President Muhammadu Buhari has asked health workers across the country to reconsider their stand on industrial action.
The National Association of Resident Doctors (NARD) embarked on a strike on August 2 over “salary irregularities”, among other issues, while the Nigerian Medical Association (NMA) and the Joint Health Sector Union (JOHESU) have also issued ultimatums for strike.
Speaking when he met with representatives of NMA on Friday, the president assured the health workers that all owed salaries and allowances would be paid.
Acccording to a statement by Femi Adesina, presidential spokesman, Buhari also urged the health workers to be more understanding and embrace dialogue.
“The lives of citizens that could be lost or damaged, when doctors withdraw services, are precious enough to be worth opting for peaceful resolution of differences,’’ he said.
“Protecting our citizens is not to be left to government alone, but taken as a collective responsibility, in which especially medical professionals play a critical role.
“Let me speak directly to the striking doctors. Embarking on industrial action at this time when Nigerians need you most is not the best action to take, no matter the grievances.
“This administration has a good track record of paying all debts owed to government workers, pensioners and contractors and we have even revisited debts left by past administrations, once due verification is done. Debts genuinely owed health workers will be settled.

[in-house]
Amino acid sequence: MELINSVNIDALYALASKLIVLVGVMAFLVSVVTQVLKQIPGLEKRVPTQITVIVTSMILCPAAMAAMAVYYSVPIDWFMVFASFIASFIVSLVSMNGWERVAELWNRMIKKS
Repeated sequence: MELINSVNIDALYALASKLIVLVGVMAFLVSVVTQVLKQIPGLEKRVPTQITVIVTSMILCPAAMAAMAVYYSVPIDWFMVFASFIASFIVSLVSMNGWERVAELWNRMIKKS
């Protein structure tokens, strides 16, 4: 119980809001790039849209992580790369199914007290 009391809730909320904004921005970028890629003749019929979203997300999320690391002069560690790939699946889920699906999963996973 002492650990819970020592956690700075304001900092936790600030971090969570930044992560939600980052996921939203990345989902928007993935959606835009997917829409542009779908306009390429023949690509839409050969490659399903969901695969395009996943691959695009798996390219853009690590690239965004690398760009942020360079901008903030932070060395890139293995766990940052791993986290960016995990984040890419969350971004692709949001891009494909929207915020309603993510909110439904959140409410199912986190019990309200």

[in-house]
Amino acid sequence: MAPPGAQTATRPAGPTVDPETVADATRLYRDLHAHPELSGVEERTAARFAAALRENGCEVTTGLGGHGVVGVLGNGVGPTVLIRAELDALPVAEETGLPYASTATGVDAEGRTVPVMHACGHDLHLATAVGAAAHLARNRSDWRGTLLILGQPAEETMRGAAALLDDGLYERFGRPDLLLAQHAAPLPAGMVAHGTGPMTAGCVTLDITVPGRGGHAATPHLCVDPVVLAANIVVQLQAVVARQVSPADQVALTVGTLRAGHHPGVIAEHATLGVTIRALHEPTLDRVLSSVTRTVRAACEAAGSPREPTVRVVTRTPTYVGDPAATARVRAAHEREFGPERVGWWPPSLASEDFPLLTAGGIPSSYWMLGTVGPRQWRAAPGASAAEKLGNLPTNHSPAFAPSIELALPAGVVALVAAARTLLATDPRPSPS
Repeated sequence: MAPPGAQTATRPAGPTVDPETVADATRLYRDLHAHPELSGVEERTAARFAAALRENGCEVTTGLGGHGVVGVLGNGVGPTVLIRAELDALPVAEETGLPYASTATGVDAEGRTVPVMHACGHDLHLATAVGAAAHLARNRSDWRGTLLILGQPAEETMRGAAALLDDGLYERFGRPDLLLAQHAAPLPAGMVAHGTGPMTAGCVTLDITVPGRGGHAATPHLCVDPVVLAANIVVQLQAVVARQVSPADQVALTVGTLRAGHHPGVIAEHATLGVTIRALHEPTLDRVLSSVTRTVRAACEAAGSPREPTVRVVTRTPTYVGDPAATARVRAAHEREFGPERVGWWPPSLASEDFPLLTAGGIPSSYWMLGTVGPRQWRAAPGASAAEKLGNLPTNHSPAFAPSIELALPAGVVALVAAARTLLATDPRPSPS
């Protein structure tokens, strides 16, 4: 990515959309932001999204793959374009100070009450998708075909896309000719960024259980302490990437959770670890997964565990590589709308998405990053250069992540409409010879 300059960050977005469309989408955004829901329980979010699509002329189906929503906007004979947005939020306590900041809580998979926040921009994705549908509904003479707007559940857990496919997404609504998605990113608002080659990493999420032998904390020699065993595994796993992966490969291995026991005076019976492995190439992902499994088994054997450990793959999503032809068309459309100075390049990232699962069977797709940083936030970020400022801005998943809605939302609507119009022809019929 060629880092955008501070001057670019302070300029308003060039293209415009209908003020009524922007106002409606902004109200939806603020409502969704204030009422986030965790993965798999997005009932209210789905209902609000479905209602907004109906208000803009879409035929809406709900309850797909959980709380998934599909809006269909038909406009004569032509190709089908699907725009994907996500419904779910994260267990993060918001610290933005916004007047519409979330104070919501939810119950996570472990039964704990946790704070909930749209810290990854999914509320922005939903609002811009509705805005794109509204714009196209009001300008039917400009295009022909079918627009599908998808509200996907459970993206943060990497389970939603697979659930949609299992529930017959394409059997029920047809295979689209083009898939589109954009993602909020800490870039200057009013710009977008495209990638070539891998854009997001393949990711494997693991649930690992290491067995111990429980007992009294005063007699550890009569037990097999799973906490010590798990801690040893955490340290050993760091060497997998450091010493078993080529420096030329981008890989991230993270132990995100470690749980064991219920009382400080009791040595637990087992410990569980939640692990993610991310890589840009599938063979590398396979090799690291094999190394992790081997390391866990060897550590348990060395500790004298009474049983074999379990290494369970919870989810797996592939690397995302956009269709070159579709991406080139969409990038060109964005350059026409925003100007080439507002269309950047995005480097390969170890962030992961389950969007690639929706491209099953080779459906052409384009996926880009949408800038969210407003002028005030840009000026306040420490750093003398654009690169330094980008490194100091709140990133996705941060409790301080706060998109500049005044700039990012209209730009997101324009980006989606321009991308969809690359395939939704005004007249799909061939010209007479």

“I learnt that some of the 12 points demand in the ongoing strike were already addressed, though the review of a new hazard allowance has not been fully negotiated because of the sharp and deep division within the ranks of the striking doctors.’’
The president also said the issue of a circular removing house officers and National Youth Service Corps (NYSC) doctors from the scheme of service has been clarified by the National Salaries and Wages Commission, that those affected will continue to be paid according to their present wage structure.
He added that the present administration is embarking on major efforts to improve the health sector.
“I request that the agreement reached in the meetings of 20th and 21st August captured in the MoU which I have seen, be religiously implemented,’’ he said.
“We are also supporting initiatives to expand health insurance coverage and bring more resources to health financing. We have many more challenges ahead and much more to do for our large population.
“In this respect, it is important to remind you that, as senior medical personnel and representatives of one of the most respected professional groups in the world, your responsibility for the health and wellbeing of Nigerians are clear.
“It does not end only with the welfare of your members, but continues with a sense of responsibility for the entire country and its sociopolitical health and national stability.
“The global economy has been seriously affected by the pandemic, and despite recent pleasing news of more than five percent economic growth of Nigeria in the last quarter, we are still having fiscal challenges to deal with, like most other countries.
“The source of revenue that Nigeria has depended on for so long experienced global decline; our population is rising fast. The tension arising from both is fuelling agitation among our youth. Organisations like the NMA could play a very useful moderating role in society.”
Present at the meeting were Chris Ngige, minister of labour and employment; Osagie Ehanire, minister of health; Olorunnimbe Mamora, minister of state for health; Innocent Ujah, NMA president, among others.